By default, Scoping the Budget to the Subscription or Resource Group is good enough for 95% of the use cases - but using Budget filters, you can enable a bit more flexibility - for scenarios such as:
- Product-centric alerts
- Service centric alerts
While the scope is your level of the Azure hierarchy, your filter is your handrail to stop you from falling, currently, Microsoft offers the following filters:
|Property||When to use||Notes|
|Availability zones||Break down AWS costs by availability zone.||Applicable only to AWS scopes and management groups. Azure data doesn’t include availability zone and will show as No availability zone.|
|Billing period||Break down PAYG costs by the month that they were, or will be, invoiced.||Use Billing period to get a precise representation of invoiced PAYG charges. Include two extra days before and after the billing period if filtering down to a custom date range. Limiting to the exact billing period dates won’t match the invoice. Will show costs from all invoices in the billing period. Use Invoice ID to filter down to a specific invoice. Applicable only to PAYG subscriptions because EA and MCA are billed by calendar months. EA/MCA accounts can use calendar months in the date picker or monthly granularity to accomplish the same goal.|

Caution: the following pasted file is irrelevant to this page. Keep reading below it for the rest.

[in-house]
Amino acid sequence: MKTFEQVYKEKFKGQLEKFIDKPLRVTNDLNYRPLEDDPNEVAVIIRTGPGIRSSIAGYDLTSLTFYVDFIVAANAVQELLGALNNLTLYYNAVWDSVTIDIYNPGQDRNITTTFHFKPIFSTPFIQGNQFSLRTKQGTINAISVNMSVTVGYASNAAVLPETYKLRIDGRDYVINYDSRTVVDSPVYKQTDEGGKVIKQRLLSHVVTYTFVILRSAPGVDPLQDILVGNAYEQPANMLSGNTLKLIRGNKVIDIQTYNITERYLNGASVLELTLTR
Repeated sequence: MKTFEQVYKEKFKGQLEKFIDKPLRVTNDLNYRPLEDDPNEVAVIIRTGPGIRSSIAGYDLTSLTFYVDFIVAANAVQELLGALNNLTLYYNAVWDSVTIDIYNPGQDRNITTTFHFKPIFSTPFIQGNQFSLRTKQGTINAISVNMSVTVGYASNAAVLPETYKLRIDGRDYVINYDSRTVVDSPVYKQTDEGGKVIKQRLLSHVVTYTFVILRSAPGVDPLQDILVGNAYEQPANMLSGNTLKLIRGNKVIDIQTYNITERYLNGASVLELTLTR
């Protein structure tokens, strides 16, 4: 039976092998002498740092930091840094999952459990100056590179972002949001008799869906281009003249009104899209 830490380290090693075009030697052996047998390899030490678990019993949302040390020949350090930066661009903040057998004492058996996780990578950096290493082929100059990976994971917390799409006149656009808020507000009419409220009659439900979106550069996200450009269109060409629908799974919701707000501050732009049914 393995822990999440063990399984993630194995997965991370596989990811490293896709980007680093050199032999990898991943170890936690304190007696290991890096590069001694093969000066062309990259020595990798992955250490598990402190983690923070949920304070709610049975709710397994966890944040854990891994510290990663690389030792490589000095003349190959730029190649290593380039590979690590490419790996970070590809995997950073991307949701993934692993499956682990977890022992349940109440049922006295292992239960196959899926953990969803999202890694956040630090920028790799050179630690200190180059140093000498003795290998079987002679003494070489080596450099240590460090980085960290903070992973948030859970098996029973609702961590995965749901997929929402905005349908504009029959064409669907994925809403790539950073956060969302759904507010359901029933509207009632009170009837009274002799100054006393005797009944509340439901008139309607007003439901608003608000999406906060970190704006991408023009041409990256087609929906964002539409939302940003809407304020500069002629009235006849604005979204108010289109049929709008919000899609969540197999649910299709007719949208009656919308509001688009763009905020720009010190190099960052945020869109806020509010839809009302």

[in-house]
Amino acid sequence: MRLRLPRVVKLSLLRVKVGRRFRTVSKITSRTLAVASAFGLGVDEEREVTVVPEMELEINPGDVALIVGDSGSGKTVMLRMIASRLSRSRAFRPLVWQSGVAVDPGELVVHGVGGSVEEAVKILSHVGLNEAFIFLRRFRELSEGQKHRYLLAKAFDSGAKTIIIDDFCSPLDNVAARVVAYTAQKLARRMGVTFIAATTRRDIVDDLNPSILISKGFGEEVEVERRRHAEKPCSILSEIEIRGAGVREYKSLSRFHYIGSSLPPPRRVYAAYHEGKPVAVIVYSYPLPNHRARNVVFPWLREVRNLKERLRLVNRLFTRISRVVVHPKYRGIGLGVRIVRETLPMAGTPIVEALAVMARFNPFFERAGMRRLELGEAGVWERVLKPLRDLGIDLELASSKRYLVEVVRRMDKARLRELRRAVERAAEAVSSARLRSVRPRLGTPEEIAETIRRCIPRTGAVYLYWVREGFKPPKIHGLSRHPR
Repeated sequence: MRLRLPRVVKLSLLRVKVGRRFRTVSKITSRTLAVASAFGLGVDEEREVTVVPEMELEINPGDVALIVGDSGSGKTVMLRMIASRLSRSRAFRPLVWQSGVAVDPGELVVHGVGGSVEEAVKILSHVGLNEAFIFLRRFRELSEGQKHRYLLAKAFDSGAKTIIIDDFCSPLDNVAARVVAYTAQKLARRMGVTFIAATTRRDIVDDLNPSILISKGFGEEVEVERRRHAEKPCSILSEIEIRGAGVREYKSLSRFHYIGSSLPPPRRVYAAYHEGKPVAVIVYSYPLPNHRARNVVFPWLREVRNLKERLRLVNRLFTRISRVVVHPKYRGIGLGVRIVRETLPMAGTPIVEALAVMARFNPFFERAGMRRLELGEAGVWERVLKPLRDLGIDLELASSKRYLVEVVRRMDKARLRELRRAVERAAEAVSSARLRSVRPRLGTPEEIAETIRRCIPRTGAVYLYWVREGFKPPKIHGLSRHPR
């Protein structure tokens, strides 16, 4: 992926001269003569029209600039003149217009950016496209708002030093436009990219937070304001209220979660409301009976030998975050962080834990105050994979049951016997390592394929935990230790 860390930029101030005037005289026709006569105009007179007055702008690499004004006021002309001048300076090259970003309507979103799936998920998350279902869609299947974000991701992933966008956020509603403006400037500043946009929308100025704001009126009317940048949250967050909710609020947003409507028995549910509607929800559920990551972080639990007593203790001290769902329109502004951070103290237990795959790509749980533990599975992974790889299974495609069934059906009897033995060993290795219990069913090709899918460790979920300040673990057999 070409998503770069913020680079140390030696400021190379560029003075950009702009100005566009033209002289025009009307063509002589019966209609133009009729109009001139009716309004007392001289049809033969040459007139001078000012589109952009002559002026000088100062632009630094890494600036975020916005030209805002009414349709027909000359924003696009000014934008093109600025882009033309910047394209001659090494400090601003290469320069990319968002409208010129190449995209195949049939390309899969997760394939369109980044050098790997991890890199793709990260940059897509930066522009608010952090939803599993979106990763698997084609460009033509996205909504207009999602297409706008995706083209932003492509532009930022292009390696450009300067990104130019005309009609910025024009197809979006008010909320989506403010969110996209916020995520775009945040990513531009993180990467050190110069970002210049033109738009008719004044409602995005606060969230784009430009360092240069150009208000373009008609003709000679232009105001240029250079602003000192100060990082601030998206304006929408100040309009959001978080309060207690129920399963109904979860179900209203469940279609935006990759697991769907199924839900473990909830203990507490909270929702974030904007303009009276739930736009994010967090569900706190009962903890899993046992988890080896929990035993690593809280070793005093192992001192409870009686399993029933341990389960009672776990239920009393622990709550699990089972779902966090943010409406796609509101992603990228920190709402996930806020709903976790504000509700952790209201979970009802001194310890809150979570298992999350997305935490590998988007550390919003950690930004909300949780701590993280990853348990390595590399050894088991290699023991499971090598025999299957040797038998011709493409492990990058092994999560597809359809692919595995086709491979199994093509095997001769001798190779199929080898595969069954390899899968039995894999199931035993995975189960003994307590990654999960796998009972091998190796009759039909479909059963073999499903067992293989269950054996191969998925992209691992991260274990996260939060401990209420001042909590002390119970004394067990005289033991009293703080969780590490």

|BillingProfileId||The ID of the billing profile that is billed for the subscription’s charges.||Unique identifier of the EA enrollment, pay-as-you-go subscription, MCA billing profile, or AWS consolidated account.|
|BillingProfileName||Name of the EA enrollment, pay-as-you-go subscription, MCA billing profile, or AWS consolidated account.||Name of the EA enrollment, pay-as-you-go subscription, MCA billing profile, or AWS consolidated account.|
|Charge type||Break down usage, purchase, refund, and unused reservation and savings plan costs.||Reservation purchases, savings plan purchases, and refunds are available only when using actual costs and not when using amortized costs. Unused reservation and savings plan costs are available only when looking at amortized costs.|
|Department||Break down costs by EA department.||Available only for EA and management groups. PAYG subscriptions don’t have a department and will show as No department or unassigned.|